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Background: The frequent occurrence of chemoresistant strains reduces the chances of eradication of H. pylori infection and prompted the investigation of non-antibiotic substances active against this organism. Some surfactants enhance the effectiveness of antibiotics for their permeabilizing properties towards bacteria. We examined the antimicrobial activity to H. pylori of the surfactant polysorbate 80, used alone and in association with amoxicillin, clarithromycin, metronidazole, levofloxacin and tetracycline. We also aimed to study the ultrastructural alterations caused upon H. pylori by polysorbate 80, alone and in combination with antibiotics. Twenty-two H. pylori strains were tested using the broth dilution method. After incubation, broth from each dilution was subcultured onto agar enriched with foetal bovine serum to determine the minimum bactericidal concentration (MBC). Synergistic effect of polysorbate 80 with antibiotics was investigated by the broth dilution and disc diffusion techniques. Ultrastructural alterations of organisms treated with polysorbate 80, alone and in association with antibiotics were analyzed by transmission electron microscopy. Results: MBCs of polysorbate 80 ranged from 2.6 (1.1) μg/ml to 32 (0) μg/ml. Polysorbate 80 exerted a synergistic effect when associated with metronidazole and clarithromycin: polysorbate 80 and metronidazole MBCs decreased by ≥ 4 fold; clarithromycin MBCs for two resistant strains decreased by 20 and 1000 times. The principal alteration caused by polysorbate 80 consisted in the detachment of the outer membrane of bacteria. Conclusions: The bactericidal activity of polysorbate 80 and the synergistic effect of the association with metronidazole and clarithromycin could be useful in the treatment of H. pylori infection. © 2012 Figura et al.; licensee BioMed Central Ltd.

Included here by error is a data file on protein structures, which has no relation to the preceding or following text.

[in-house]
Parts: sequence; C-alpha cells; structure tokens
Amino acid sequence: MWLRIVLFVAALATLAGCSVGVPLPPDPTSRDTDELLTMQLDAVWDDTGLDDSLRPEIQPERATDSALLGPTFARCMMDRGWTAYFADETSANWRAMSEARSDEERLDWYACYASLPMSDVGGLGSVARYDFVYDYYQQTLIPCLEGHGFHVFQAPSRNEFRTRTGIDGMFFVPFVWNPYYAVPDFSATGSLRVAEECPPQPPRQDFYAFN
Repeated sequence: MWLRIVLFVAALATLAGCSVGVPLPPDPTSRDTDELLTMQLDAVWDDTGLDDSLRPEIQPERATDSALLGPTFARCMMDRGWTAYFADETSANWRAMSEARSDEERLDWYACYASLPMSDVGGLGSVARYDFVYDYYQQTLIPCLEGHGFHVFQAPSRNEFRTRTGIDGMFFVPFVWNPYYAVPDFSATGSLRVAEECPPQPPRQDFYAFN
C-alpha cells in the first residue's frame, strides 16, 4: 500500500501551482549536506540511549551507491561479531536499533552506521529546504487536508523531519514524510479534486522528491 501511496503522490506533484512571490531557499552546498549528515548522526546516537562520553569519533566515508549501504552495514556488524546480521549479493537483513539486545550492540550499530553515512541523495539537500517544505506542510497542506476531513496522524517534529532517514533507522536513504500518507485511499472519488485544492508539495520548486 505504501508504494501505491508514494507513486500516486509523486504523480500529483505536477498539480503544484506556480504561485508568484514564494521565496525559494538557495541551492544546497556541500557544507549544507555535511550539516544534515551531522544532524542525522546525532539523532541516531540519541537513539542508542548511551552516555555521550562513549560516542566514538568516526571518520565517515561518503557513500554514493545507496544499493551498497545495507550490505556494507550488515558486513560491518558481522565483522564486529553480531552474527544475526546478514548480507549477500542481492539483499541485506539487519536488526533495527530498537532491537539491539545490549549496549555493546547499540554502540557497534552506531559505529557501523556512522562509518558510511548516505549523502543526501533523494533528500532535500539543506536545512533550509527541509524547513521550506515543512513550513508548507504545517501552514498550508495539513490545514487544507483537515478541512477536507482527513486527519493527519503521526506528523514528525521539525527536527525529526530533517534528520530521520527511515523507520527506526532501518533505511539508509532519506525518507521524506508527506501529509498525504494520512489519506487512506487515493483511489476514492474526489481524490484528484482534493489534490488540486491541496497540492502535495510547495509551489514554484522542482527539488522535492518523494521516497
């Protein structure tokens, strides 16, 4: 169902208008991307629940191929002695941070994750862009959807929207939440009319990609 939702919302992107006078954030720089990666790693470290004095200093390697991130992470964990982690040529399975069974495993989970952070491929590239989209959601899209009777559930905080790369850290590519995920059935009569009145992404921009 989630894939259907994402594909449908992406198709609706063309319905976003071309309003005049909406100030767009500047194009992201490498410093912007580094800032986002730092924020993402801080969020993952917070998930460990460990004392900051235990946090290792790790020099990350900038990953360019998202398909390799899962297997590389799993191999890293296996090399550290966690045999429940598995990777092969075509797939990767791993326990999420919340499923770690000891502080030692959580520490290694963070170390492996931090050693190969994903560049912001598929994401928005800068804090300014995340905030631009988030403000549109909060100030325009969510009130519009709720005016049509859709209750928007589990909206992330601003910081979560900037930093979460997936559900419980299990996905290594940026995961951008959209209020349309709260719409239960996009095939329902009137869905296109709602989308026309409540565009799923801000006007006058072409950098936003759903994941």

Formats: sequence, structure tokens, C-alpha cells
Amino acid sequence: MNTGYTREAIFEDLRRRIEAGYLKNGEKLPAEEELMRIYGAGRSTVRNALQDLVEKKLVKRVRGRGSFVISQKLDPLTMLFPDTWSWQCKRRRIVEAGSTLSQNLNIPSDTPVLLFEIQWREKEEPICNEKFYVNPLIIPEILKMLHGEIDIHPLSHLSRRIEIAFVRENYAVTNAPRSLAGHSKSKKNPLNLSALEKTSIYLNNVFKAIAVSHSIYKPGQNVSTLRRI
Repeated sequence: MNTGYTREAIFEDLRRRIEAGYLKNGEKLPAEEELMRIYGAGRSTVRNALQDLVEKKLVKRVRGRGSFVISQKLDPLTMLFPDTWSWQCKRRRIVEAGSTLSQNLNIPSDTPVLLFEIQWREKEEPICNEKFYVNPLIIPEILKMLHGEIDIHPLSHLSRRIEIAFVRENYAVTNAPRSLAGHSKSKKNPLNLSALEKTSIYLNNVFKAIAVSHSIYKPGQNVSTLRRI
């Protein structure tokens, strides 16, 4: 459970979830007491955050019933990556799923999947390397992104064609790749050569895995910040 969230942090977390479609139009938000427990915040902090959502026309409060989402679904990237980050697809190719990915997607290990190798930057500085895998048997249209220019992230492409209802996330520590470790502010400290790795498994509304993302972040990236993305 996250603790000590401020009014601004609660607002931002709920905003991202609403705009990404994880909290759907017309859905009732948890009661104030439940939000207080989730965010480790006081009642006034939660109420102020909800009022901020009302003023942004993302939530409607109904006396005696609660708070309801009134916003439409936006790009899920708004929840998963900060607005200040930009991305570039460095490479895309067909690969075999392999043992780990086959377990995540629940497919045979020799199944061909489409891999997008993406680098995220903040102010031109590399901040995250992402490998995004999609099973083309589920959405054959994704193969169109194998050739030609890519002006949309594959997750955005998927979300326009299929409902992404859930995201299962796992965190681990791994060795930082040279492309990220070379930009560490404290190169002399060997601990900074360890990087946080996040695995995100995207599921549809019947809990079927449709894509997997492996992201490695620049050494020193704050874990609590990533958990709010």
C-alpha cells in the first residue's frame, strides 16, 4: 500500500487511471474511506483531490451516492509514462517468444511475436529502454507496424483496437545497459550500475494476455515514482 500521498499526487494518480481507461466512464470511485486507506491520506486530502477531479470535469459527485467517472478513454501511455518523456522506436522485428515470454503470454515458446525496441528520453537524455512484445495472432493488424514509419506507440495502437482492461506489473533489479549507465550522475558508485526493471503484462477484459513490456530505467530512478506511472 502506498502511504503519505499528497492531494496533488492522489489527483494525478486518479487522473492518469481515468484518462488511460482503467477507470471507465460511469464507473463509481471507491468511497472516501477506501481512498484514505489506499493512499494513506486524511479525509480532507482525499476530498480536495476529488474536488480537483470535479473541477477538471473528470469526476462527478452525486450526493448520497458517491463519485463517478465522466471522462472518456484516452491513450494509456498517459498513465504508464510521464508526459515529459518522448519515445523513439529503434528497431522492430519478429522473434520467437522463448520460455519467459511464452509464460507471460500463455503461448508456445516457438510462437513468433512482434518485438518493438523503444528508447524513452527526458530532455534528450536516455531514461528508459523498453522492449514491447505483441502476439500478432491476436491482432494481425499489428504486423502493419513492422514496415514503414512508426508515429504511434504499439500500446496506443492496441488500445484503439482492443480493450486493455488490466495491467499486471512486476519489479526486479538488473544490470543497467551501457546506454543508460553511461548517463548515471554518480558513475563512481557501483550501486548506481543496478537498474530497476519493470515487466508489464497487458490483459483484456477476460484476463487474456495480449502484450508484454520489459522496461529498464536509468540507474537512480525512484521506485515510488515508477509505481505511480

Figura, N., Marcolongo, R., Cavallo, G., Santucci, A., Collodel, G., Spreafico, A., & Moretti, E. (2012). Polysorbate 80 and Helicobacter pylori: A microbiological and ultrastructural study. BMC Microbiology, 12. https://doi.org/10.1186/1471-2180-12-217